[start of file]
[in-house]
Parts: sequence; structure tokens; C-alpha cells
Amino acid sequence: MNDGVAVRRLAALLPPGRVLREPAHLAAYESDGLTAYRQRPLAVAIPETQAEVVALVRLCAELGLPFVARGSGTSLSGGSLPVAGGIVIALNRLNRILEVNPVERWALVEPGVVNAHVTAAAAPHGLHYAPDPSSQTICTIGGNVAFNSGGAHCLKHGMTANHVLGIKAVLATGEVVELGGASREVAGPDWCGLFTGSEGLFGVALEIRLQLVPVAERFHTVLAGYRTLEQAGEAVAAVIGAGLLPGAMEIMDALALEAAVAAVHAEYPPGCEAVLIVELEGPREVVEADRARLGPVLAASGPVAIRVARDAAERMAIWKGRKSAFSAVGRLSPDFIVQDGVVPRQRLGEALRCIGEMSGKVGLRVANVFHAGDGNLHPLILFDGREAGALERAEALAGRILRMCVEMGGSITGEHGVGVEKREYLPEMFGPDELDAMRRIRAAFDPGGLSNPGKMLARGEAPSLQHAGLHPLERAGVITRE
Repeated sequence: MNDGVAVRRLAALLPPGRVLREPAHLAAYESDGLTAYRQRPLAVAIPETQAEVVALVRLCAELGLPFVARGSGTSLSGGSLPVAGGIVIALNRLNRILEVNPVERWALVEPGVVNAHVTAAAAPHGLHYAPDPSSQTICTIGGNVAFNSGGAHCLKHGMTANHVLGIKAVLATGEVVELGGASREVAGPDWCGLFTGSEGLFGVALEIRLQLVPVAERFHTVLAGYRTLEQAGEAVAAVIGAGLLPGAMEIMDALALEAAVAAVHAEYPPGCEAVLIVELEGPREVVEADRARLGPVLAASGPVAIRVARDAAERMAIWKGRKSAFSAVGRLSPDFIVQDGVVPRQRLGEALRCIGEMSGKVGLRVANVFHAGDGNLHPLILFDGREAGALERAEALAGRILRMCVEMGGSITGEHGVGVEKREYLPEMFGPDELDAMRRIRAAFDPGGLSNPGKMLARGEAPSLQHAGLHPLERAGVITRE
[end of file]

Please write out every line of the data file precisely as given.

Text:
[in-house]
Parts: sequence; structure tokens; C-alpha cells
Amino acid sequence: MNDGVAVRRLAALLPPGRVLREPAHLAAYESDGLTAYRQRPLAVAIPETQAEVVALVRLCAELGLPFVARGSGTSLSGGSLPVAGGIVIALNRLNRILEVNPVERWALVEPGVVNAHVTAAAAPHGLHYAPDPSSQTICTIGGNVAFNSGGAHCLKHGMTANHVLGIKAVLATGEVVELGGASREVAGPDWCGLFTGSEGLFGVALEIRLQLVPVAERFHTVLAGYRTLEQAGEAVAAVIGAGLLPGAMEIMDALALEAAVAAVHAEYPPGCEAVLIVELEGPREVVEADRARLGPVLAASGPVAIRVARDAAERMAIWKGRKSAFSAVGRLSPDFIVQDGVVPRQRLGEALRCIGEMSGKVGLRVANVFHAGDGNLHPLILFDGREAGALERAEALAGRILRMCVEMGGSITGEHGVGVEKREYLPEMFGPDELDAMRRIRAAFDPGGLSNPGKMLARGEAPSLQHAGLHPLERAGVITRE
Repeated sequence: MNDGVAVRRLAALLPPGRVLREPAHLAAYESDGLTAYRQRPLAVAIPETQAEVVALVRLCAELGLPFVARGSGTSLSGGSLPVAGGIVIALNRLNRILEVNPVERWALVEPGVVNAHVTAAAAPHGLHYAPDPSSQTICTIGGNVAFNSGGAHCLKHGMTANHVLGIKAVLATGEVVELGGASREVAGPDWCGLFTGSEGLFGVALEIRLQLVPVAERFHTVLAGYRTLEQAGEAVAAVIGAGLLPGAMEIMDALALEAAVAAVHAEYPPGCEAVLIVELEGPREVVEADRARLGPVLAASGPVAIRVARDAAERMAIWKGRKSAFSAVGRLSPDFIVQDGVVPRQRLGEALRCIGEMSGKVGLRVANVFHAGDGNLHPLILFDGREAGALERAEALAGRILRMCVEMGGSITGEHGVGVEKREYLPEMFGPDELDAMRRIRAAFDPGGLSNPGKMLARGEAPSLQHAGLHPLERAGVITRE